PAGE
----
Dutch artist Caz Egelie’s ‘Backstage’ (2021) is presented on what we might consider the rear of the walls, or what Hunt refers to in the list of works as the ‘outside of installation’. A coat hanger made from epoxy clay hangs unoccupied next to a delicate fabric draped over the armature of the installation. This alludes to a performance and reframes the rear of the installation as a changing area—a more crucial area of activity, as the title tells us. This brings audiences to a sense of exposure, of being somewhere you’re not supposed to be: behind the scenes. It’s this that Hunt wants from his viewers, an experience of being ‘outside’. At the exhibition’s closing event, a performance was in the offing. A troupe of performers activated Egelie’s 3D printed mask-works, removing them from their floor and wall mounts, wearing them with choreographed movement and pose. Their face adornments flamboyant enough in colour and design to overrule the well-executed but humble 3D printed construction and this provided a double mirage: their method of construction implies a level of artifice and functionlessness. Egelie’s use of materials in this way is an attempt to go against institutional expectations and to subvert the kinds of rigid frameworks that allow non-conforming people to be overlooked or ignored. This is a playful way of tackling the serious subject of representation and identity. 

Employing similar levels of humour, subversion and ambiguity to Egelie, Aitor González presents recent drawings in coloured Sharpie, watercolour and calligraphic pen on paper. The series is semi-abstract, almost absent-minded in nature and style. This leaves the viewer to decide how to react to individual pieces such as the encounter between a ‘Dog-scorpion and three angels’, or the depiction of a manic-looking ‘Clown smiling’ (both 2021), for example. In addition to his drawings, González has furnished the installation with a Modernist chair. The surface of the seat is smeared with tacky paint and this removal of functionality alongside free-form gestures links back to the ambiguity of his drawings. One of González’s ‘Drawings from the notebook drawings series’ (2020/21) is taped to the outside of the installation with grey masking tape. It features handwritten text repeated across the page. It reads ‘si, no, si, no’ (translating as ‘yes, no, yes, no’) and this detail, coupled with how the paper is hung, adds to a sense of figuring things out or deliberation. The impermanence of masking tape relates to the temporary feel of the whole installation.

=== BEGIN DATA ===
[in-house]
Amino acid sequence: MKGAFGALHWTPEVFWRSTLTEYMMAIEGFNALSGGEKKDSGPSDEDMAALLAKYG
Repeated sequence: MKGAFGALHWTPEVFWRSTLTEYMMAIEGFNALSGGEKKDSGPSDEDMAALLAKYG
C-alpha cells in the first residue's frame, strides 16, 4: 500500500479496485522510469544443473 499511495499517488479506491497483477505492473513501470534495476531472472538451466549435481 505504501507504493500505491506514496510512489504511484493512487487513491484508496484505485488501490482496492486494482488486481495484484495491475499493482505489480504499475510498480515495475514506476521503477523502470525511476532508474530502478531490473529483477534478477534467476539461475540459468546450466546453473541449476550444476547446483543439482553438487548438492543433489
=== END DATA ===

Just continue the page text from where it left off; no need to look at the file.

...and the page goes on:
Hunt’s ‘CLOSETOTHEEDGE’ (2021) series of water jet-cut, stainless steel platters feel peripheral and at times anonymous. Displayed against the swirling patterns of his black & white photocopies, they blend in with the backdrop. These works are personal to Hunt and draw on the pain of recent bereavement. They also employ the pareidolic patterning created by a cutting process that is a continuing trope in Hunt’s work, seen previously in other water jet cut works such as ‘see see (me in)’, ‘STRAIGHTFACE’ and his billboard commission for Tŷ Pawb gallery in Wrexham, ‘face-ade’ (all 2019). Sections and shapes have been cut from each platter to reveal representations of human faces that transmit an uneasiness, at once inquisitive and surprised. Placed in the context of this installation, the faces become reflective of their audience. There is a leap of faith expected of his audience by Hunt. His play with the word greige opens up an ambiguity and uncertainty — a delicate balance that queerness can instil. Hunt’s works in the exhibition are the culmination of two years’ contemplation and reflection during a period where many have been deprived of physical acts. He has used the time to examine his position within society and the outcome meets its audience in a space so uncomfortable — due to fear of damaging or disrupting the display — that lingering-time is at a premium. There is little opportunity to comfortably reflect within the space and that urgency is spectacular.

While not an obvious reference to W. B. Yeats’ popular poem ‘Aedh Wishes for the Cloths of Heaven’ (1899), Kevin Hunt has laid down a piece of himself with GREY AREA. His greige blankets are to be trodden on but ‘PLEASE TREAD CAREFULLY’ as the advice given at the end of a lengthy printed list of 52 artworks states. For many visitors, this message will have been the last thing they read having already navigated an installation seemingly in flux, emitting a feeling of urgency and transience.

James Harper is a writer, artist and curator based in Liverpool.

GREY AREA ran from 29 January until 27 February 2022 at PINK, Manchester

Published 16.03.2022 by Roy Claire Potter in Review

1,519 words